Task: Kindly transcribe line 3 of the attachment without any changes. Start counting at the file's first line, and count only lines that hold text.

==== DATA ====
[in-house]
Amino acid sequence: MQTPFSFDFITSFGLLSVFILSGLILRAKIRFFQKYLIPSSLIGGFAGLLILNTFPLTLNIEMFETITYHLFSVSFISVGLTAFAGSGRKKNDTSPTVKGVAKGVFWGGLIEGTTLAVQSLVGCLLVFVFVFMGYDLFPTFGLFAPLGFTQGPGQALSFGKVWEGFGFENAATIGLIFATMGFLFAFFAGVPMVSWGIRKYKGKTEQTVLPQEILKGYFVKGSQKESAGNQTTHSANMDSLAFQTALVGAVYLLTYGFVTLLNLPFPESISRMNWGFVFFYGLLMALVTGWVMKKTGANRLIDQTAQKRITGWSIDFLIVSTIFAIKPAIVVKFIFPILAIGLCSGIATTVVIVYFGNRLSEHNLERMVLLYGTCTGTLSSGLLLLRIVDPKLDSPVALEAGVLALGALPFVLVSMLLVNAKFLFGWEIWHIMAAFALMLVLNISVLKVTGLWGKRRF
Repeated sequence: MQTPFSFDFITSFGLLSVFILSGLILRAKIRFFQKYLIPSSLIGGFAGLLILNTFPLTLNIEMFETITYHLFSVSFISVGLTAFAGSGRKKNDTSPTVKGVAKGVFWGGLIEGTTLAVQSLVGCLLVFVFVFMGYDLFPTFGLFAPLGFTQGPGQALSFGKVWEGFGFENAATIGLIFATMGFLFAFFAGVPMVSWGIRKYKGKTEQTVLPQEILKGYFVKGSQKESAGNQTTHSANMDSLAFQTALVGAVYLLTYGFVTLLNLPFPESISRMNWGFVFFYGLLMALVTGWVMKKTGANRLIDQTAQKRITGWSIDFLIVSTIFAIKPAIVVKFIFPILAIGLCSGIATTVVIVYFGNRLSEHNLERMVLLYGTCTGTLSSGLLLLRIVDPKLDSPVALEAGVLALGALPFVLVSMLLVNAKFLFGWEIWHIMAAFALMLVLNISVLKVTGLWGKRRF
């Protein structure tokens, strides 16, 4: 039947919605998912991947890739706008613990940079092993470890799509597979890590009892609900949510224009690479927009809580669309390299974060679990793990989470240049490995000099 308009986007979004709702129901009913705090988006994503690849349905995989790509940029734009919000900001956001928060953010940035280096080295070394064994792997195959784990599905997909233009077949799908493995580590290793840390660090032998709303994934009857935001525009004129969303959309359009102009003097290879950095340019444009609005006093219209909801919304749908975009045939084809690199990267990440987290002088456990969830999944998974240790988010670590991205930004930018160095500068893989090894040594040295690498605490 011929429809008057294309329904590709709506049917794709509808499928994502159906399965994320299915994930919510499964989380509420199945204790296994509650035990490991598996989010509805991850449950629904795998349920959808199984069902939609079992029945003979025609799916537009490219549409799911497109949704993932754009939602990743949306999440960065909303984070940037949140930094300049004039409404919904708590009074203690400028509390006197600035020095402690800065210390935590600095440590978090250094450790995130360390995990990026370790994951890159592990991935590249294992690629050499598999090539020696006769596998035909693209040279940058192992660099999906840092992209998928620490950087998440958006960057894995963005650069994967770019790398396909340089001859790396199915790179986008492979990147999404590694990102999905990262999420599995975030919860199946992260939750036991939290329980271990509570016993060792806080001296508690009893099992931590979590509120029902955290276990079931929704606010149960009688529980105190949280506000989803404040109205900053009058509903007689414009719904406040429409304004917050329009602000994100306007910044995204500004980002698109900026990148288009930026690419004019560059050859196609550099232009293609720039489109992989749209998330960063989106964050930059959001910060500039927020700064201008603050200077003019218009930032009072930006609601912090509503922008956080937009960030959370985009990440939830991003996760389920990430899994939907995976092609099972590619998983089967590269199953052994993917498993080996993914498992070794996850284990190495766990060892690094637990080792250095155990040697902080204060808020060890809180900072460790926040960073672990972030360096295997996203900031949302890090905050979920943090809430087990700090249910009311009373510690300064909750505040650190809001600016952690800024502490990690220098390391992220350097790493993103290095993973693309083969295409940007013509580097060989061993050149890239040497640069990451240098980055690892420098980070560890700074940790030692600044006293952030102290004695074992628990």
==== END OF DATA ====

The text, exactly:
Repeated sequence: MQTPFSFDFITSFGLLSVFILSGLILRAKIRFFQKYLIPSSLIGGFAGLLILNTFPLTLNIEMFETITYHLFSVSFISVGLTAFAGSGRKKNDTSPTVKGVAKGVFWGGLIEGTTLAVQSLVGCLLVFVFVFMGYDLFPTFGLFAPLGFTQGPGQALSFGKVWEGFGFENAATIGLIFATMGFLFAFFAGVPMVSWGIRKYKGKTEQTVLPQEILKGYFVKGSQKESAGNQTTHSANMDSLAFQTALVGAVYLLTYGFVTLLNLPFPESISRMNWGFVFFYGLLMALVTGWVMKKTGANRLIDQTAQKRITGWSIDFLIVSTIFAIKPAIVVKFIFPILAIGLCSGIATTVVIVYFGNRLSEHNLERMVLLYGTCTGTLSSGLLLLRIVDPKLDSPVALEAGVLALGALPFVLVSMLLVNAKFLFGWEIWHIMAAFALMLVLNISVLKVTGLWGKRRF